The past 18 months have been incredibly challenging for businesses. Many industries were forced to temporarily shut down or shift online for much of 2020 – and even now we’re in a more favourable position, the UK’s economic recovery is predicted to be somewhat bumpy.
Small businesses can’t afford any more setbacks, so it’s crucial to make sure that your premises are kept safe and secure when not in use. Break-ins and acts of vandalism can seriously disrupt your operations as well as often proving heartbreakingly costly.
So what steps can you take as an owner to protect your business from these threats? Read five practical ways to guard your premises and the assets within them, below.
Install clear signage
Making sure prohibition signs are clearly displayed helps designate which areas are accessible. You can mark which spaces are for workers only, which can also support health and safety efforts if you work with any potentially dangerous machinery. Click here for more information.
The presence of signage alone can be enough to deter people from chancing their luck and wandering into areas where they shouldn’t be.
Invest in CCTV and alarm systems
Installing CCTV in key areas such as head office space, back entrances and car parks is another effective way to deter trespassers, especially when combined with other measures such as locks and spotlights.
You’ll want to make sure there is sufficient lighting in the area to get useful footage, so it could be worth consulting a security company.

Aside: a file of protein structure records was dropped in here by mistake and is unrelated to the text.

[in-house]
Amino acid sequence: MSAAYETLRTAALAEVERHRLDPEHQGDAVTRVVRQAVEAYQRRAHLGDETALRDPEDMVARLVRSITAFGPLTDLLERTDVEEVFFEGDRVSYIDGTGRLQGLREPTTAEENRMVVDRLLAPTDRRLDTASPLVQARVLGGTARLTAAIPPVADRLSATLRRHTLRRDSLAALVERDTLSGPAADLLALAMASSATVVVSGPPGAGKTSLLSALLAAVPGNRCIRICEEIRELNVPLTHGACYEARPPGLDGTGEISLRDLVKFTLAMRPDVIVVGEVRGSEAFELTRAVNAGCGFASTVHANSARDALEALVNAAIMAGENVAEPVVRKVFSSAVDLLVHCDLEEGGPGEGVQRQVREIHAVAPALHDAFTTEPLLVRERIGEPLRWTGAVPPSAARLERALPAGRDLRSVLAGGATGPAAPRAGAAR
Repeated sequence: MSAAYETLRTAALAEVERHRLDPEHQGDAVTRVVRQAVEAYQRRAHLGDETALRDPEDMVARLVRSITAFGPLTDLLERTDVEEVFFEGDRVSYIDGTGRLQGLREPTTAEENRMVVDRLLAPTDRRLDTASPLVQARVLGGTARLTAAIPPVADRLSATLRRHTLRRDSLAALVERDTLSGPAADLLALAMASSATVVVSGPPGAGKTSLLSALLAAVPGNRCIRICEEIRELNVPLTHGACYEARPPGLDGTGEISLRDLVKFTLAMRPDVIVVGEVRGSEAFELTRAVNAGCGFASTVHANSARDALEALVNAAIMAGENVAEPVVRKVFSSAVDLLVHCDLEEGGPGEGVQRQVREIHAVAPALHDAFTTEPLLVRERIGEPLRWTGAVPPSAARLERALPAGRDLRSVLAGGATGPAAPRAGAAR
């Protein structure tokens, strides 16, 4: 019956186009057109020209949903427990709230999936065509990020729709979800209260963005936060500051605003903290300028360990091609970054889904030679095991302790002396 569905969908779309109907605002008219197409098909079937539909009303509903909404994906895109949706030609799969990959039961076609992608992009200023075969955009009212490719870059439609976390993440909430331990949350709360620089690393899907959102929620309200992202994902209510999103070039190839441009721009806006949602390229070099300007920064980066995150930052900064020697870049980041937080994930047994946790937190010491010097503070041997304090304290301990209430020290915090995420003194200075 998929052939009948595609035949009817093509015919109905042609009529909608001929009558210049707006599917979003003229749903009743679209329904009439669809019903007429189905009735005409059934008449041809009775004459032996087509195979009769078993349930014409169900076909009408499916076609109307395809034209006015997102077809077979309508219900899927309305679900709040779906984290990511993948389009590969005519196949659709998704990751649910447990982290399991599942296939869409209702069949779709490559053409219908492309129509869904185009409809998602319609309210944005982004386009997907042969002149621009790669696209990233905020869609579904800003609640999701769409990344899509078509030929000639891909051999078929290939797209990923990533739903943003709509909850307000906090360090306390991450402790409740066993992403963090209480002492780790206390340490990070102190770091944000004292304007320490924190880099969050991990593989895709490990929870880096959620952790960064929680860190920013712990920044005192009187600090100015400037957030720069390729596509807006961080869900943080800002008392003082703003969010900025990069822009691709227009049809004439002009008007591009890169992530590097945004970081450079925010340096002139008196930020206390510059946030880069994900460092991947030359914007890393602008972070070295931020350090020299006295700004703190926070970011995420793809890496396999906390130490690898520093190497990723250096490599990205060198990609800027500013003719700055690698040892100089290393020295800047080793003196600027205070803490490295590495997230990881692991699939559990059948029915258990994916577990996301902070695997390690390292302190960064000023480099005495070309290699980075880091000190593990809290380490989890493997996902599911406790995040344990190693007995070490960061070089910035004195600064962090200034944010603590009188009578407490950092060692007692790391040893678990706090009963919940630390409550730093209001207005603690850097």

Look after valuables
While it’s not practical to lock everything out of sight at the end of each working day, certain valuables such as cash should at least be kept in a locked safe.
It’s wise to make sure that only a selection of trusted staff have access codes too. Even during the pandemic, over five thousand employee thefts were reported in England and Wales in 2020/21.
Upgrade your lighting
Lighting is another feature that criminals are often put off by the very sight of. Most burglaries happen at night of course, and outdoor lighting can make individuals feel more exposed and at risk of being caught.
Passive infrared lighting is only activated when someone comes into its field of vision and can prove especially cost-effective.
Join a ‘business watch’
You’re likely to be aware of neighbourhood watch groups in your local area. But many police forces run ‘business watch’ schemes, which allow commercial property owners to band together and warn nearby businesses of any incidents of crime.
These schemes can boost your awareness of trends or weaknesses in your location, as well as allowing you to take security inspiration from those around you.
Your business is likely to be the result of lots of hard work and investment, so it makes sense to protect it. Do you need to make any of these security upgrades?